.160a


.06
.58
2.21
2.27


.409
.234
.092
.085


Available










Table 5-4 (continued)
Market Efficiency


Panel C: ANOVA Results
1 Year Markets

Sources

Reliance (R)

Between error term

Peer Review (PR)
Rx PR

Within error term


SS

138143.08

1440.97

247.58
10503.65

10339.08


Reliance = Preference for high quality
Peer Review = Peer review availability, yes or no.

'The p-values indicated are for a directional (one-tailed) test of significance.


Panel B: ANOVA Results
3 Year Markets

Sources DF SS .E_ Pr > F

Reliance (R) 1 198016.67 44.93 .001a

Between error term 4 17627.81

Peer Review (PR) 1 .46 .00
Rx PR 1 3.50 .00

Within error term 4 8844.39


DFE

1

4

1
1

4


383.47



.10
4.06


Pr.>F

.001



.386
.057"





0.00 In
No Reliance


Mark


500.00

400.00
376.
. 300.00 3 3.

, 200.00

100.00

0.00 1
No Reliance


78



(et Efficiency: 3-year review
Peer Review x Reliance Interaction










88.02
87.29
I
Reliance
Reliance Level
M No Peer Review +. Peer Review



cet Efficiency: 1-year review
FPeer Review x Reliance Interaction










158. O

86.20

Reliance
Reliance Level
No Peer Review + Peer Review



Figure 5-4
Market Efficiency









Table 5-5
Auditor Behavior


Cell means
3 Year Peer Review


No Reliance
Reliance

Peer Review Tim
Reliance


1 -Year Peer Review


75.00% 41.67%
54.11% 15.05%


ling =


Timing of peer review, 1 or 3 periods
Preference for high quality


aThe p-values indicated are for a directional (one-tailed) test of significance.

bCell means represent percentage of auditors shirking, or providing low quality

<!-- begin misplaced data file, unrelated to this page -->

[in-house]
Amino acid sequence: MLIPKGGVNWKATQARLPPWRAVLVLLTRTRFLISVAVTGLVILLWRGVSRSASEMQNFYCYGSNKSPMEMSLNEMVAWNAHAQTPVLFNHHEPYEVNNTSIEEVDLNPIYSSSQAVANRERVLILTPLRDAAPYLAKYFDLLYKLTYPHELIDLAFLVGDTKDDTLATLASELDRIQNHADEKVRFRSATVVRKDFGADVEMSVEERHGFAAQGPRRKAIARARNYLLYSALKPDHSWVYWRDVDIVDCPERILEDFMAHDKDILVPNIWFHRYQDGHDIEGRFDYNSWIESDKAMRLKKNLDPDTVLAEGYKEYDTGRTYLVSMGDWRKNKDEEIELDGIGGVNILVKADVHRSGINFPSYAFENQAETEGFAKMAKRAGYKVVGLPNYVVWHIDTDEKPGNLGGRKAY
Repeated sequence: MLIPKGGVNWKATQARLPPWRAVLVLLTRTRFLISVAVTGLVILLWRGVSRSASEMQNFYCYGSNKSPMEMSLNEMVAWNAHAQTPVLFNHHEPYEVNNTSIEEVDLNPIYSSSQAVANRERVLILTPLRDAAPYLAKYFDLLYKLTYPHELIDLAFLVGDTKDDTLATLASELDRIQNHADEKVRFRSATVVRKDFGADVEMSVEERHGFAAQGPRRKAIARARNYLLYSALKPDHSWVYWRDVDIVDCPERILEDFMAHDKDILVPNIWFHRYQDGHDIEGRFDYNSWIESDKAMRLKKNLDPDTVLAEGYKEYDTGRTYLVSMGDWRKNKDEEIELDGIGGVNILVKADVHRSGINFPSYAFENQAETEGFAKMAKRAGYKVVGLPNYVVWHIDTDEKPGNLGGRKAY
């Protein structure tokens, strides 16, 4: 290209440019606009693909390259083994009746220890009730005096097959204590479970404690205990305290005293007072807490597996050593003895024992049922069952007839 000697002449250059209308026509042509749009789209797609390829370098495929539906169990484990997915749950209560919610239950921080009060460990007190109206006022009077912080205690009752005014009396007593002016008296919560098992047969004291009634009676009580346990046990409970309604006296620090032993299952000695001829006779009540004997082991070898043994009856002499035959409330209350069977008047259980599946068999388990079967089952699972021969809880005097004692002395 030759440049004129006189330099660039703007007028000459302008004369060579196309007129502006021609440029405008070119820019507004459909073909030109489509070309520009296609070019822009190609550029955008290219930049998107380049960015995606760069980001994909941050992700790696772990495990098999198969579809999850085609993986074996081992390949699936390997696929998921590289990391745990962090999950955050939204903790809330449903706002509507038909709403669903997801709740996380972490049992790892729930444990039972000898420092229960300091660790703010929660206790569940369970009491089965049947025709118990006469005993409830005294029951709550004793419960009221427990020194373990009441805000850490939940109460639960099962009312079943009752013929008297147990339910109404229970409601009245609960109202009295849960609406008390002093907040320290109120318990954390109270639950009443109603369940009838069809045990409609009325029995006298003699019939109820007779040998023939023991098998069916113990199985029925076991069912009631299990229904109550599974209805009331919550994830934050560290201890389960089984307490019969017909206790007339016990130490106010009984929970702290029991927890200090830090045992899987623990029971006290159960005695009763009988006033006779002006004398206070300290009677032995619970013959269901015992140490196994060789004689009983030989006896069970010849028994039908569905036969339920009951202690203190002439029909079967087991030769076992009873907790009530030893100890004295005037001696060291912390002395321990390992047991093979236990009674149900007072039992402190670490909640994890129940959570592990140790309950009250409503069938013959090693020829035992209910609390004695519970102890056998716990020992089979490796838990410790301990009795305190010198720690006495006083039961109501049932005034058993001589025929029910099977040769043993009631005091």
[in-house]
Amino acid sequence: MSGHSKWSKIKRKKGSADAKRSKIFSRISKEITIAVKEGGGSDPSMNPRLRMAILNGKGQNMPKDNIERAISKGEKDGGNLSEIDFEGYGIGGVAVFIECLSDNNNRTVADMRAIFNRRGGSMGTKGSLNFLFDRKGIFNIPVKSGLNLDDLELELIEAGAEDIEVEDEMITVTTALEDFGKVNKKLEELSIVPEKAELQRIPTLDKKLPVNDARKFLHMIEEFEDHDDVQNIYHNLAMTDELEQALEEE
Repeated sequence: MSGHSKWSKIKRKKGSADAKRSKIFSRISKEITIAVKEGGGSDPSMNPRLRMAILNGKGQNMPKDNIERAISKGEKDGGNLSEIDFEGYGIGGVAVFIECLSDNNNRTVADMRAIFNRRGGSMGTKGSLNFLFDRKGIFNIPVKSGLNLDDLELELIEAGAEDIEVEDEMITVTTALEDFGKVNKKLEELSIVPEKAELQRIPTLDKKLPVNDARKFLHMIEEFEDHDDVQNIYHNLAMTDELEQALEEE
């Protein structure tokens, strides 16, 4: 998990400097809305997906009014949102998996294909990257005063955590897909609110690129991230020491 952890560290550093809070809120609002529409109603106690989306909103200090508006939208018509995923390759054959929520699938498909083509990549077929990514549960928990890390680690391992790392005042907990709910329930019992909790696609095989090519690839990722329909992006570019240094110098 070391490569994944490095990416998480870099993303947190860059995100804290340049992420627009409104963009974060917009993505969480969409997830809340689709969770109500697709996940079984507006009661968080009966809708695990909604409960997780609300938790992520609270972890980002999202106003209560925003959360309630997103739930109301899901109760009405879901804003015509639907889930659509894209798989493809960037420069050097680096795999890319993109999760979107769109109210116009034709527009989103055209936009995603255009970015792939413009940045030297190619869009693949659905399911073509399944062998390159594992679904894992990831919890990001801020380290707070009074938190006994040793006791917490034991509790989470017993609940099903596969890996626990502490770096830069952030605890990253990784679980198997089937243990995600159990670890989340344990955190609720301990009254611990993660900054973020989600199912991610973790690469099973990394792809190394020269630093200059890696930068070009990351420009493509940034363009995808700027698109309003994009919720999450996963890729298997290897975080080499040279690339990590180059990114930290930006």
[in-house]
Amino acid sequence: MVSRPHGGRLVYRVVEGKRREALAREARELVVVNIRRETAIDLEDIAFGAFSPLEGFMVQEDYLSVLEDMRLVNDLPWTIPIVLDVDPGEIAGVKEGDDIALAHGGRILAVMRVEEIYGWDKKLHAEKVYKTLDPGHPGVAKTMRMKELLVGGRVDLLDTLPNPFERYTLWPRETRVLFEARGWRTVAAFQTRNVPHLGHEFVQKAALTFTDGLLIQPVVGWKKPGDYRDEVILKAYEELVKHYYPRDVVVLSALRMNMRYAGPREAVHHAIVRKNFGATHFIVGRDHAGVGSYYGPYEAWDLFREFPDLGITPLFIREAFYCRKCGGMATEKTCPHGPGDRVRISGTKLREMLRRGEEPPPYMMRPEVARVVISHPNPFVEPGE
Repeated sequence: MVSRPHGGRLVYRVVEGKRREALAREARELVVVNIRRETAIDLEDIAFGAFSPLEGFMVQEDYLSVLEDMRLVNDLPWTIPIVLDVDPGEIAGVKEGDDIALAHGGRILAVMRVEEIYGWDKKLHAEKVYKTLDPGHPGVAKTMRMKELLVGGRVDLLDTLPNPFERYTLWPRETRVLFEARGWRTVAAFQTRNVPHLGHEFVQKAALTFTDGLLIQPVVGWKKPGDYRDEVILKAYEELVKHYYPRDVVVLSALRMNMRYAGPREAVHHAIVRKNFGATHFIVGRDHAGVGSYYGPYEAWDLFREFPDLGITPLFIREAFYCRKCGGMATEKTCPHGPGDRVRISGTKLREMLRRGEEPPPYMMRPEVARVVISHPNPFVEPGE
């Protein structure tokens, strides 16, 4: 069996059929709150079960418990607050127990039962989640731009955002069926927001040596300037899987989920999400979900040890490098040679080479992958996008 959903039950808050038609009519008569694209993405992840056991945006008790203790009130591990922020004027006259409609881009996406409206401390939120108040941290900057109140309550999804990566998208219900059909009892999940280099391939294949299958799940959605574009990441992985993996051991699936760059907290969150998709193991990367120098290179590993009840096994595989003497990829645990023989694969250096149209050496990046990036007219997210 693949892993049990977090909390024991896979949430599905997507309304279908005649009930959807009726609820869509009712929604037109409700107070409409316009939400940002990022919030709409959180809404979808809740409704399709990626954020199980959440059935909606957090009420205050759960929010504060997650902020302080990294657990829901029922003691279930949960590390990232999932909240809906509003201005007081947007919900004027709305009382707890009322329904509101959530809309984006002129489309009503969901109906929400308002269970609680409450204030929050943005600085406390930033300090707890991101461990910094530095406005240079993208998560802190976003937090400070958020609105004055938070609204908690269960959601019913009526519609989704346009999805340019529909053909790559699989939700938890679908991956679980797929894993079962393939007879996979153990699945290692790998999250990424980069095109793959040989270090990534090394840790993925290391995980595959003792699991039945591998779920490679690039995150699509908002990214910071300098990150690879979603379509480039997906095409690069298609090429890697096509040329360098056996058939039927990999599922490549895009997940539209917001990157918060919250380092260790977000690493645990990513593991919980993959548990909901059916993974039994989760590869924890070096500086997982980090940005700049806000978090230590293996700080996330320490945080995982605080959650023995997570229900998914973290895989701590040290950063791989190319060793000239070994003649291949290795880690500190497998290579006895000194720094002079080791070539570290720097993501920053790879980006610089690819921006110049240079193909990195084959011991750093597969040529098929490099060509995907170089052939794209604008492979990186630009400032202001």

investigations when providing a "high" peer review report.


Panel A: ANOVA Results
Markets with peer review only

Sources DE SS F Pr > F

Peer review timing (PRT) 1 .34931 4.29 .036
Reliance (R) 1 .15045 1.85 .106
PRT*R 1 .00218 .03 .437a

Error term 8 .65125









Table 5-6
Seller Surplus Analysis


Cell meansb


3 Year Peer Review


No Reliance
Reliance


Peer Review Timing =
Reliance


1 -Year Peer Review


18.22 13.62
29.76 -6.85


Timing of peer review, 1 or 3 periods
Preference for high quality


aThe p-values indicated are for a directional (one-tailed) test of significance.

bCell means represent average profits of auditors providing low quality investigations
less average profits of auditors providing high quality investigations.


Panel A: ANOVA Results
Markets with peer review only

Sources DF SS F Pr > F

Peer review timing (PRT) 1 849.24 1.12 .162a
Reliance (R) 1 39.95 .05 .413
PRT*R 1 512.19 .68 .217

Error term 7 5287.22













CHAPTER 6
SUMMARY AND CONCLUSIONS

Summary of the Study

The hypotheses developed in Chapter 3 predicted that peer review would have

an effect on the quality and price of audit services, the allocation of market surplus

between buyers and auditors and the total market surplus generated, only in settings

where high quality auditing services were demanded. It was also predicted that the

timing of the peer review process would impact the affect of peer review. In addition,